Associations of Childhood Religious Attendance, Family Structure, and Nonmarital Fertility Across Cohorts


University of Michigan, School of Public Health, 3648 SPH Tower, 109 Observatory, Ann Arbor, MI 48109 (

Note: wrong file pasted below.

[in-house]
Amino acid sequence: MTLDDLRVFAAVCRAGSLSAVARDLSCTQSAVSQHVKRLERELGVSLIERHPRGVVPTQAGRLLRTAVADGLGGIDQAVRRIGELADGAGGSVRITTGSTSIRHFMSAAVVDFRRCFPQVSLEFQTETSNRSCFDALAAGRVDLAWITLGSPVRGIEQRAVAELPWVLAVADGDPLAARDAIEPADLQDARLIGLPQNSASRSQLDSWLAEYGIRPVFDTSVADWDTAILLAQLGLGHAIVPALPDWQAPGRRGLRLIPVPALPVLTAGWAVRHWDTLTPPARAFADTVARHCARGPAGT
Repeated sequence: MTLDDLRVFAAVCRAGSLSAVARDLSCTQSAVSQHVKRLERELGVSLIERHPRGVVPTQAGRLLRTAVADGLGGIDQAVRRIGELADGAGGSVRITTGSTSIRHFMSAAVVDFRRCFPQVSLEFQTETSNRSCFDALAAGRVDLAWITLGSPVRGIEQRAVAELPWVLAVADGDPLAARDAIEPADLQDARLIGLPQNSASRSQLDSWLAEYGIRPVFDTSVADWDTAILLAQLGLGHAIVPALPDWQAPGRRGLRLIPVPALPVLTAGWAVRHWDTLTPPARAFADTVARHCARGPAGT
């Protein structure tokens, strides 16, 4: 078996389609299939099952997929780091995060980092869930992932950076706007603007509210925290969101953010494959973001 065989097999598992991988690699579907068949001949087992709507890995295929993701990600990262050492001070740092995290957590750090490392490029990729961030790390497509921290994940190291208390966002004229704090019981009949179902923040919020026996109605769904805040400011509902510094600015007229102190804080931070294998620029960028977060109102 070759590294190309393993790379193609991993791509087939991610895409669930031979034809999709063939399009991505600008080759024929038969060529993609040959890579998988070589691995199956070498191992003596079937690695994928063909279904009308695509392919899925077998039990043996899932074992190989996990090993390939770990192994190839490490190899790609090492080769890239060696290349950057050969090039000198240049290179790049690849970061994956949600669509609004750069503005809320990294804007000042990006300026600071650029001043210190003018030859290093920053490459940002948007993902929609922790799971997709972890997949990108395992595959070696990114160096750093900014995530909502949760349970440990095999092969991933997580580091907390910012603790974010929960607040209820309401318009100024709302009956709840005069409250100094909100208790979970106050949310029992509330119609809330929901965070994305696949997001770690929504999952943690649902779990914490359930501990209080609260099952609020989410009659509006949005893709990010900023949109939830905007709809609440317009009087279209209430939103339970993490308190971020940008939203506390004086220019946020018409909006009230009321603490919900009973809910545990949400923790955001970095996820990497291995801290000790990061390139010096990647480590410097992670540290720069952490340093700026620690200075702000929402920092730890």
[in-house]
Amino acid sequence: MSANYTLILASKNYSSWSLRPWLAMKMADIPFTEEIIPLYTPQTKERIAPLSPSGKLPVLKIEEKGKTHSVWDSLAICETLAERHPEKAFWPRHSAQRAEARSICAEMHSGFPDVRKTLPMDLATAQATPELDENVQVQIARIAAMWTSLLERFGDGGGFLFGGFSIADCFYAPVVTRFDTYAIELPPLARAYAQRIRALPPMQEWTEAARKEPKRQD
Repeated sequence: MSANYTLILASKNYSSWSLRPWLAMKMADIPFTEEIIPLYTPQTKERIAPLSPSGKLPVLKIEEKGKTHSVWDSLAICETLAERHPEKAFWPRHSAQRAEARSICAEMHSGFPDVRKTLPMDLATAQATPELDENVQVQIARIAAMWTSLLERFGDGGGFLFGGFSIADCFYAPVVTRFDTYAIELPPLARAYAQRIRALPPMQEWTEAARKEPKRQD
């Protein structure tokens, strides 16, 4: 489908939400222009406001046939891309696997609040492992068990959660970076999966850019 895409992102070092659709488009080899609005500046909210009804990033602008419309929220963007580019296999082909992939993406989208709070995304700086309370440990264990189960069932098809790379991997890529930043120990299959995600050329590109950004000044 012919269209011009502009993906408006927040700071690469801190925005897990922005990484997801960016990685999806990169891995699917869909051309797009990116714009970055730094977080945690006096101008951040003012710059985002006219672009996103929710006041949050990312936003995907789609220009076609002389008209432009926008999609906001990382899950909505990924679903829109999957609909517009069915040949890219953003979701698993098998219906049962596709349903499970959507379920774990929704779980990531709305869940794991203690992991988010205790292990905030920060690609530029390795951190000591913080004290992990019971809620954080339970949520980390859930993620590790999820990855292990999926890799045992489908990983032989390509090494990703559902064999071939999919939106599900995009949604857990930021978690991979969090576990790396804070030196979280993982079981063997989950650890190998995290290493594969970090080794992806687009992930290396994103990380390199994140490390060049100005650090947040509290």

This article considers associations among childhood family structure, childhood religious service attendance, and the probability of having a nonmarital first birth before age 30 for non-Hispanic White women born 1944 to 1964 using data from the 1988 and 1995 waves of the National Survey of Family Growth (N = 5,995). We found that attending religious services weekly during childhood and growing up in a 2-biological-parent family were associated with lower odds of having had a nonmarital first birth. These associations were quite stable across cohorts, although religious attendance was less associated with nonmarital fertility for the youngest cohort. We estimate that changes in these childhood experiences account for 22% of the increase in nonmarital first births across these cohorts.